A lot of the time, it helps to think about them historically; to say "Wow, look what people thought in the 9th Century. That's so interesting." Or to think of them as crochety older relatives whom we love and listen to, but don't really take seriously. But neither of those does justice to the rabbis as real founders of a tradition that I live in and engage with. I don't feel any obligation to let other Medieval sources influence my life or have my social values dictated to me by my great-aunts, but I do want to live in the system created by Chazal. It feels to me more like acknowledging that America was founded on slavery and massacre, and working to fix the parts of the system that still enforce that, rather than throwing out the whole idea of America and starting over more equitably. Like America, Jewish tradition has enough really excellent values and ideas that it is worth facing the unpleasant parts of its unpleasant beginnings.

Monday, October 3, 2011

As if He had destroyed the world...

We had to end last week in the middle of a section, so I will pick right back up. As Avital wrote, last week’s learning concluded with the sad fact that, as a result of the expulsion from Gan Eden, we lost special magical/helper scorpions. A verse from Tehillim is then quoted: “V’adam bikar bal yalin nimshal ka’behemot nidmu, Man doesn’t last even a day in honor, he is like a best that perished”. The classic “point followed by proof text” formula is reversed here, as the pasuk is first quoted and then examples are given to back it up. The text goes on to emphasize that on the same day Adam’s form and limbs and innards were created, his soul was given to him, he stood on his own two feet, he named the animals, he was joined with Chava, he entered into Gan Eden, God commanded him what to eat/what not to eat, he sinned, and he was banished from the Garden. All in a day’s work. Adam, as recounted in Tehillim, did not last for even a day in honor. (The first thing that came to mind when we learned this part was the line from The Crucible by Arthur Miller in which Reverend Hale states: ‘Man, remember, until an hour before the Devil fell, God thought him beautiful in Heaven.’ I have tried to banish that image from my mind, though, because it is definitely not how I want to think about either God or Adam.)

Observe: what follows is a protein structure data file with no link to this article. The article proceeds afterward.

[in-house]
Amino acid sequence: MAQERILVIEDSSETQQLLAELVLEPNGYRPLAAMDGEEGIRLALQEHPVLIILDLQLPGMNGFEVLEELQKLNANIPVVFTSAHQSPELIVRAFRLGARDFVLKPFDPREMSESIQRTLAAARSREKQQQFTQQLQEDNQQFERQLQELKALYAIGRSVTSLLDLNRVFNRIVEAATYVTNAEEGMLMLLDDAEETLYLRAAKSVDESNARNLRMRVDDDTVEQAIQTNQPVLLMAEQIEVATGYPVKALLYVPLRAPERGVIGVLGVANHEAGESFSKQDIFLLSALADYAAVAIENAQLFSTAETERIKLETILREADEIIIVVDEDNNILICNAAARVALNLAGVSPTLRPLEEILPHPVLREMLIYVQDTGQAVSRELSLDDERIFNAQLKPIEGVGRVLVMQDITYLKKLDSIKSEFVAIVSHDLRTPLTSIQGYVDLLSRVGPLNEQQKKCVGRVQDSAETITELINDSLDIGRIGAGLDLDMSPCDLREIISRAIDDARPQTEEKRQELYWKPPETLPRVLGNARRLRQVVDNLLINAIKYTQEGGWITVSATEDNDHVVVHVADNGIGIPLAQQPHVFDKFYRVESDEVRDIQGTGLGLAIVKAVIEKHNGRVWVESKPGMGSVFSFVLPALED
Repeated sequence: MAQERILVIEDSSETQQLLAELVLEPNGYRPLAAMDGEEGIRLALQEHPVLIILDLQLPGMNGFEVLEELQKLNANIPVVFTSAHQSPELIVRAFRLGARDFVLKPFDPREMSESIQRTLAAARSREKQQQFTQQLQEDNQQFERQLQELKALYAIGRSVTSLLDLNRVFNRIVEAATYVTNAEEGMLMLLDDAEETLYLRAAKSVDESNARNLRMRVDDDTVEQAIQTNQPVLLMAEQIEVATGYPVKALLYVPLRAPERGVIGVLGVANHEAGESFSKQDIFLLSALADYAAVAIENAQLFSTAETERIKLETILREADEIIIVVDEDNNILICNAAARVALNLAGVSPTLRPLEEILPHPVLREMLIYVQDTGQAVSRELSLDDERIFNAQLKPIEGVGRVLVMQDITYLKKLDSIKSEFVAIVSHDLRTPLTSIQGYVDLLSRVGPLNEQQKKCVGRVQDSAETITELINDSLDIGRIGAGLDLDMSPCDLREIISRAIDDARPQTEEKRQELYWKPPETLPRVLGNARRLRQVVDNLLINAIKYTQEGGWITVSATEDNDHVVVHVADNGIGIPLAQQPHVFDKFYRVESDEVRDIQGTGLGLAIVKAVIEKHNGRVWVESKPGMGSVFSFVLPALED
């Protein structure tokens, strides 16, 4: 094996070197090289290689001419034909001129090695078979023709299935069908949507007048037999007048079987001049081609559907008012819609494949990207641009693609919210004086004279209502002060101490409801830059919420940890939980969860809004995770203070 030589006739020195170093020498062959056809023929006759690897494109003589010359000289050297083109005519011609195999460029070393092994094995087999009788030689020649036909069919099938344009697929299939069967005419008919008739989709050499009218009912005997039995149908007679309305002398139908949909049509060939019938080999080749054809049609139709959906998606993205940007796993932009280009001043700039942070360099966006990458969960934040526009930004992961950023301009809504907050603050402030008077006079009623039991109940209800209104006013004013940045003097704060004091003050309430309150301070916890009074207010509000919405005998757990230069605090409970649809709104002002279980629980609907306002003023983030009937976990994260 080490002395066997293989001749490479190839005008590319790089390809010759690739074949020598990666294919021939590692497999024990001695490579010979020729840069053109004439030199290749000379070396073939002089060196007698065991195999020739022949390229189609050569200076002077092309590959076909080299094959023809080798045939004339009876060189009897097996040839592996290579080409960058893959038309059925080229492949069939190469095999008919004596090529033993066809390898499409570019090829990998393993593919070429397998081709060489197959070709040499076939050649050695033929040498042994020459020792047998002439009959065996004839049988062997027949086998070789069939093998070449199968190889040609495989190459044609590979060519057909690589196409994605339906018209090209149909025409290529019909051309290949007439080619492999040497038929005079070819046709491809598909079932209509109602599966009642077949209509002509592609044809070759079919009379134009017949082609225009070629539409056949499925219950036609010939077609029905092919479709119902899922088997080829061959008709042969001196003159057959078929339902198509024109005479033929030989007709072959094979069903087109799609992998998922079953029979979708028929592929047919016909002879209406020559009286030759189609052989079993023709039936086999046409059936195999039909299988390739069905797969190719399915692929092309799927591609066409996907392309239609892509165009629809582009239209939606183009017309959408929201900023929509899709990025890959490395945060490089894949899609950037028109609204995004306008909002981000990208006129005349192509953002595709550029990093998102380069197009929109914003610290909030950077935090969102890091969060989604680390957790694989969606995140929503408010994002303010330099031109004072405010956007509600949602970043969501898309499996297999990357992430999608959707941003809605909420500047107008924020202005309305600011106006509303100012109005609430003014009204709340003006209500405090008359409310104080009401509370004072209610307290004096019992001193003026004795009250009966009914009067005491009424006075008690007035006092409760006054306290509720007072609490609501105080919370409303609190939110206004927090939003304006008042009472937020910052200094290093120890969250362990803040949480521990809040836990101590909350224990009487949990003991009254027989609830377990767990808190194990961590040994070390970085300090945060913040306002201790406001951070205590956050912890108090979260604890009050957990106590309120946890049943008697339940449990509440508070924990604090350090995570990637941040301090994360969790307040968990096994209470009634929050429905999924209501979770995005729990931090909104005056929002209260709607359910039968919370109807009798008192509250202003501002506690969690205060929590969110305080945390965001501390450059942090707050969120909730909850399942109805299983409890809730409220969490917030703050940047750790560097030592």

We are then told that ten punishments were given to both Adam and Chava, although we are never given the full list of these ten. Basically, it explains that Adam will have to work the land to provide food, and Chava will have to endure various types of pain (there is a lot of detail about this) in bearing children. The word used for punishment “gzeirah” is reminiscent of the High Holiday liturgy we read this past week: “U’teshuva u’tfillah u’tzedakah ma’avirin et roa ha’gzeirah, And repentance, prayer, and tzedakah lessen the severity of the decree”. Maybe if Adam and Chava had known these three we wouldn’t still be under the gzeirot given to them…